# [seqfan] Re: pentathagorean triples

Neil Sloane njasloane at gmail.com
Sun Mar 1 18:33:44 CET 2020

```Brad, Olivier - excellent, please submit it (or them) (the pentagonal +
pentagonal = pentagonal version)

Call a triple that works, [n,k,m]. Then the sequences would be something
like:
the list of n's that work
for given n , how many solutions for k
for an n that works, the smallest k and the corresponding m

Best regards
Neil

Neil J. A. Sloane, President, OEIS Foundation.
11 South Adelaide Avenue, Highland Park, NJ 08904, USA.
Also Visiting Scientist, Math. Dept., Rutgers University, Piscataway, NJ.
Phone: 732 828 6098; home page: http://NeilSloane.com
Email: njasloane at gmail.com

On Sun, Mar 1, 2020 at 12:02 PM Brad Klee <bradklee at gmail.com> wrote:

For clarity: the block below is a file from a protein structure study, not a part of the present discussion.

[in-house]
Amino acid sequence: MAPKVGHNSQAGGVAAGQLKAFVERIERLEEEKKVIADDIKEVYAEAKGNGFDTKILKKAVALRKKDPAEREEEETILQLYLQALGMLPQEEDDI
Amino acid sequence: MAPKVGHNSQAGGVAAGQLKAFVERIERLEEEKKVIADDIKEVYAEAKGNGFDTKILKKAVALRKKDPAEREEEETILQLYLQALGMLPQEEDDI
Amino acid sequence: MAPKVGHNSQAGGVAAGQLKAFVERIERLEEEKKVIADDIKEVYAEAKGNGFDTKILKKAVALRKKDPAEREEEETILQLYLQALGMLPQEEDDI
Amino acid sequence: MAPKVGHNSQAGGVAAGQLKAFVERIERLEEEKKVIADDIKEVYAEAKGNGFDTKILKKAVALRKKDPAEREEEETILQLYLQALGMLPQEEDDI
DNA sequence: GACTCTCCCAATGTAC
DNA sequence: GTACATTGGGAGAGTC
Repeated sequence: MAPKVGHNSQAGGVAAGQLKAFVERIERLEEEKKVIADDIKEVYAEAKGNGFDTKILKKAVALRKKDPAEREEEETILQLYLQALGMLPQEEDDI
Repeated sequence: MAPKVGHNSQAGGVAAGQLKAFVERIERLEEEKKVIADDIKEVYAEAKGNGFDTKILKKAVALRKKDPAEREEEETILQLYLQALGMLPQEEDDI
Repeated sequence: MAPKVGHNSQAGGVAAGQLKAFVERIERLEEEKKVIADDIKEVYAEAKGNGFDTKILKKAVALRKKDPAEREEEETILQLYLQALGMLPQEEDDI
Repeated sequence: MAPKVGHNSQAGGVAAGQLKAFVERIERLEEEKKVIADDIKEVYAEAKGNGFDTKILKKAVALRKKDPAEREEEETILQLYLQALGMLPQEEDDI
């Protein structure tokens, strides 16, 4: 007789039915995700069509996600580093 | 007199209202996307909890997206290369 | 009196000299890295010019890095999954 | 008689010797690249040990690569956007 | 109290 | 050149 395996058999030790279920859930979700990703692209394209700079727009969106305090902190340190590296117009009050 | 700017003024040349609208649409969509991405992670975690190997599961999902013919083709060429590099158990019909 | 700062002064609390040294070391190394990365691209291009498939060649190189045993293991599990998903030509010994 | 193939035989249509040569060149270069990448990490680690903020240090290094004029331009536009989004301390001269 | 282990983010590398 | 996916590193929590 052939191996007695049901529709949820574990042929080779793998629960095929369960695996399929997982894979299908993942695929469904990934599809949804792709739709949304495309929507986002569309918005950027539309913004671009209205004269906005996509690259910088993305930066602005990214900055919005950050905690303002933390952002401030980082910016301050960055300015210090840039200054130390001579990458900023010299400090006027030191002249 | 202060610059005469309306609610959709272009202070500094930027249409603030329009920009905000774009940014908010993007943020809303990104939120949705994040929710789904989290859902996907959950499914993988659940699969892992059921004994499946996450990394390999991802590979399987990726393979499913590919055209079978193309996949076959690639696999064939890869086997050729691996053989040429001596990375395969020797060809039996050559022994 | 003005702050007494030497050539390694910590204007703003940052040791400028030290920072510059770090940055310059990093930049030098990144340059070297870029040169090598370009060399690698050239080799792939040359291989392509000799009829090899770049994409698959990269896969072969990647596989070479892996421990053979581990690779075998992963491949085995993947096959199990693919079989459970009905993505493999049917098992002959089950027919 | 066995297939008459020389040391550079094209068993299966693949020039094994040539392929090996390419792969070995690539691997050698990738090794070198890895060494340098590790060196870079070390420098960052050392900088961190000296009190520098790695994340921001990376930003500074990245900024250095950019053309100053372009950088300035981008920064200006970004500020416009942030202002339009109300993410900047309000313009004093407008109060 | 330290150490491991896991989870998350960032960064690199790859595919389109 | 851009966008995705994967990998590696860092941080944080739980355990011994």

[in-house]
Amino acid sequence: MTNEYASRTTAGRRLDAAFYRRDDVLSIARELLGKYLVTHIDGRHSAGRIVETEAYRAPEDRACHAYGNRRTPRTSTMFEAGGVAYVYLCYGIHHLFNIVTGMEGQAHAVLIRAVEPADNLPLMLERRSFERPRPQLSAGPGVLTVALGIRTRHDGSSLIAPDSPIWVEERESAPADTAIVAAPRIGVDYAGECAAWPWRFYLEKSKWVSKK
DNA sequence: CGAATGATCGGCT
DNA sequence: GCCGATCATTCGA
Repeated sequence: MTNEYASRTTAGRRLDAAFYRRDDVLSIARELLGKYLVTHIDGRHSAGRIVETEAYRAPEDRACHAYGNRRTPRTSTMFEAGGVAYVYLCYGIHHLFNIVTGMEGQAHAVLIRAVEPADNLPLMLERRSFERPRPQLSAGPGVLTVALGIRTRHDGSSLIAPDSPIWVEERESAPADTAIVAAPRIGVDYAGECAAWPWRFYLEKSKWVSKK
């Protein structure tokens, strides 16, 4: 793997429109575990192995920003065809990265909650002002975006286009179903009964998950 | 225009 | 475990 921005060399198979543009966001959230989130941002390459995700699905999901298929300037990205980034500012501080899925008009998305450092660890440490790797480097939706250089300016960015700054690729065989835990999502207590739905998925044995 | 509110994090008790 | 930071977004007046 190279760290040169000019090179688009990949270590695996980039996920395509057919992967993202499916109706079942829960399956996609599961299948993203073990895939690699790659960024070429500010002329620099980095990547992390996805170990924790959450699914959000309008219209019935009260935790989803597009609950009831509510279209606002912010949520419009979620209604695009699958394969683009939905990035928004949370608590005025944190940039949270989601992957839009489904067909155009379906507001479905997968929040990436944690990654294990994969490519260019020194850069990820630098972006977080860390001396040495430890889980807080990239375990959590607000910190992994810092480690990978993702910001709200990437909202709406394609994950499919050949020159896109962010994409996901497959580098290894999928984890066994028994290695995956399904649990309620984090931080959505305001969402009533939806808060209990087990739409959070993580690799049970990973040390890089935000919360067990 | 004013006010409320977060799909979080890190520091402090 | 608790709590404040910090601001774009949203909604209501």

> After A046079 and A309507, Olivier Gérard suggested that
> the same sort of thing could be done with pentagonal numbers,
> and I calculated the following using Mathematica:
>
> PentTriples[PNn_] :=
>  Sort[Select[{PNn, k, m} /.
>    Solve[MapThread[#1 == #2 &, {{PNn (3 PNn - 1)/#, #}, {(3 m +
>              3 k - 1), (m - k)}}]][[1]] & /@ Divisors[PNn (3 PNn - 1)],
>    And[And @@ (IntegerQ /@ #), And @@ (# > 0 & /@ #)] &]]
>
> Length[PentTriples[#]] & /@ Range[30]
> Out[]= {0, 0, 0, 1, 1, 0, 2, 0, 0, 1, 0, 1, 1, 1, 0, 1, 2, 0, 2, 1,
> 1, 3, 1, 0, 2, 3, 0, 3, 1, 1}  (* nAn *)
>
> These numbers are also supported by brute force calculation
> of solutions to n*(3*n-1) + y*(3*y-1) = z*(3*z-1).
>